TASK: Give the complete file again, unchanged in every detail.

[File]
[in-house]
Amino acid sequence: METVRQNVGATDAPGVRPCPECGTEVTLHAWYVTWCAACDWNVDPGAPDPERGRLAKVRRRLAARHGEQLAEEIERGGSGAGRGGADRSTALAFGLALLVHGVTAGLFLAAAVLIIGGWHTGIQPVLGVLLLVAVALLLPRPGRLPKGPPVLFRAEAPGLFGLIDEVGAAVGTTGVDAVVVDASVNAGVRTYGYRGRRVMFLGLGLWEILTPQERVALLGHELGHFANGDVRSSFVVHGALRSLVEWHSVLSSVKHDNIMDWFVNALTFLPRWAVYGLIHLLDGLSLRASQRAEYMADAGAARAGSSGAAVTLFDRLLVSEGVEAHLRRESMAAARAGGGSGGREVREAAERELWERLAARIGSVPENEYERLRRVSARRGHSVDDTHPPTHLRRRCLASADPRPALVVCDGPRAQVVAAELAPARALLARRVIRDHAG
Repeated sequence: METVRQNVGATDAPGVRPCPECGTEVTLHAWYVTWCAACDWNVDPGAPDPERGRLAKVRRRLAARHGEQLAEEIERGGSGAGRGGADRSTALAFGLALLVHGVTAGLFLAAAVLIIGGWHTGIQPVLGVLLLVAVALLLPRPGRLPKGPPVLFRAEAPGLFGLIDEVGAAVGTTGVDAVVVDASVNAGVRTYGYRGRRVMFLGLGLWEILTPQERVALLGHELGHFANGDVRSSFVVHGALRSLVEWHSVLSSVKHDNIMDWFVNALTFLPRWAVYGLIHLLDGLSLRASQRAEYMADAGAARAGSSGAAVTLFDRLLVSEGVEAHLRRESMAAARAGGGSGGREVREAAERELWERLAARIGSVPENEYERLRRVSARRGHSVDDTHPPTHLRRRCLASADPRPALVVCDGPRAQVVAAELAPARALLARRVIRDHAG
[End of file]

[in-house]
Amino acid sequence: METVRQNVGATDAPGVRPCPECGTEVTLHAWYVTWCAACDWNVDPGAPDPERGRLAKVRRRLAARHGEQLAEEIERGGSGAGRGGADRSTALAFGLALLVHGVTAGLFLAAAVLIIGGWHTGIQPVLGVLLLVAVALLLPRPGRLPKGPPVLFRAEAPGLFGLIDEVGAAVGTTGVDAVVVDASVNAGVRTYGYRGRRVMFLGLGLWEILTPQERVALLGHELGHFANGDVRSSFVVHGALRSLVEWHSVLSSVKHDNIMDWFVNALTFLPRWAVYGLIHLLDGLSLRASQRAEYMADAGAARAGSSGAAVTLFDRLLVSEGVEAHLRRESMAAARAGGGSGGREVREAAERELWERLAARIGSVPENEYERLRRVSARRGHSVDDTHPPTHLRRRCLASADPRPALVVCDGPRAQVVAAELAPARALLARRVIRDHAG
Repeated sequence: METVRQNVGATDAPGVRPCPECGTEVTLHAWYVTWCAACDWNVDPGAPDPERGRLAKVRRRLAARHGEQLAEEIERGGSGAGRGGADRSTALAFGLALLVHGVTAGLFLAAAVLIIGGWHTGIQPVLGVLLLVAVALLLPRPGRLPKGPPVLFRAEAPGLFGLIDEVGAAVGTTGVDAVVVDASVNAGVRTYGYRGRRVMFLGLGLWEILTPQERVALLGHELGHFANGDVRSSFVVHGALRSLVEWHSVLSSVKHDNIMDWFVNALTFLPRWAVYGLIHLLDGLSLRASQRAEYMADAGAARAGSSGAAVTLFDRLLVSEGVEAHLRRESMAAARAGGGSGGREVREAAERELWERLAARIGSVPENEYERLRRVSARRGHSVDDTHPPTHLRRRCLASADPRPALVVCDGPRAQVVAAELAPARALLARRVIRDHAG